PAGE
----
Thirteen years ago, Steve Silberman of Wired wrote:

The third generation of data and voice communications — the convergence of mobile phones and the Internet, high-speed wireless data access, intelligent networks, and pervasive computing — will shape how we work, shop, pay bills, flirt, keep appointments, conduct wars, keep up with our children, and write poetry in the next century.”

And guess what! He was right! All of that has happened. We have tablets, ereaders, smarter-than-smartphones, GPS devices and laptops thinner than we ever thought possible. We can keep track of our lives on our phones.

But, as The Atlantic asks, what’s next? We have the Internet, we have the mobile Internet, we have expansive social networks and the ability to share our lives with people halfway across the world if we so choose.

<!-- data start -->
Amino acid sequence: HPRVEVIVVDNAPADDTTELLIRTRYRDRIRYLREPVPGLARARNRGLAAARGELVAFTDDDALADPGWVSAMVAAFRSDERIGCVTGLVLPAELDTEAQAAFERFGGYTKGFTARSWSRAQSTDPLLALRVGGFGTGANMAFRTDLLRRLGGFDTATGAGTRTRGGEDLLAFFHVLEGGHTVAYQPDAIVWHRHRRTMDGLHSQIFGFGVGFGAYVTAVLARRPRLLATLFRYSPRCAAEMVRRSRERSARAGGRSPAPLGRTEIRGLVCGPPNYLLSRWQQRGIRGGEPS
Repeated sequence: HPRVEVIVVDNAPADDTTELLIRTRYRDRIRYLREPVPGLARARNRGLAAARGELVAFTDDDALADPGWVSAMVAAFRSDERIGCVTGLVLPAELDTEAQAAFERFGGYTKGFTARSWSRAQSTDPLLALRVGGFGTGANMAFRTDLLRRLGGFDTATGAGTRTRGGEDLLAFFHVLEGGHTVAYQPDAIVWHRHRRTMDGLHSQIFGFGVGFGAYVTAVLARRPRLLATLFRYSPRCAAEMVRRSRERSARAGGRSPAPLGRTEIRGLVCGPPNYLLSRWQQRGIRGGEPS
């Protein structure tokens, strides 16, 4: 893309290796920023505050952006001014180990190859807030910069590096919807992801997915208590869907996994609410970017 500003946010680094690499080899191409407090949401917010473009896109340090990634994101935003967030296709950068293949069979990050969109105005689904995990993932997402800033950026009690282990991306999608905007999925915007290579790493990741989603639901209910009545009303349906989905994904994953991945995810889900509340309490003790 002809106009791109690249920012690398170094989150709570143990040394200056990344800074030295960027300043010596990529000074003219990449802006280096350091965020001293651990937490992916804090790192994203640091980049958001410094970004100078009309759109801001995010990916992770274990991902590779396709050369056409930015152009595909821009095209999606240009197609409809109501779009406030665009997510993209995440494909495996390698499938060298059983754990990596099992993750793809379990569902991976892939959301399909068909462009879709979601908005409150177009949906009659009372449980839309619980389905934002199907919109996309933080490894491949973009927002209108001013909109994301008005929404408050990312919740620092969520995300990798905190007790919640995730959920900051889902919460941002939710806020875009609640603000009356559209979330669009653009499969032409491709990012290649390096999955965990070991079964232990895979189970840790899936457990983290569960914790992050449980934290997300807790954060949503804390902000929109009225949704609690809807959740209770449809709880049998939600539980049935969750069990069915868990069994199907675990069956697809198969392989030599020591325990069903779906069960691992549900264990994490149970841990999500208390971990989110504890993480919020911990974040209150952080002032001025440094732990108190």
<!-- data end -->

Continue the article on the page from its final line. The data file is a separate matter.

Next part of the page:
The Atlantic makes the case that the business model for technology hasn’t improved. New startups in recent years (Pinterest, Tumblr, Instagram) have built on upon others’ ideas but haven’t truly innovated.

This article is truly food for thought, and it made us wonder: What will associations look like in 10 years? How is their business model changing? What tough questions are they asking to ensure they don’t become outdated?

Asking the tough questions isn’t easy, clearly. But rather than becoming stuck in a stagnant cycle, ask the questions and do the work that will allow your organization to evolve. (We’re not even talking just technologically, although that’s great too!)

How can you become an association of the future?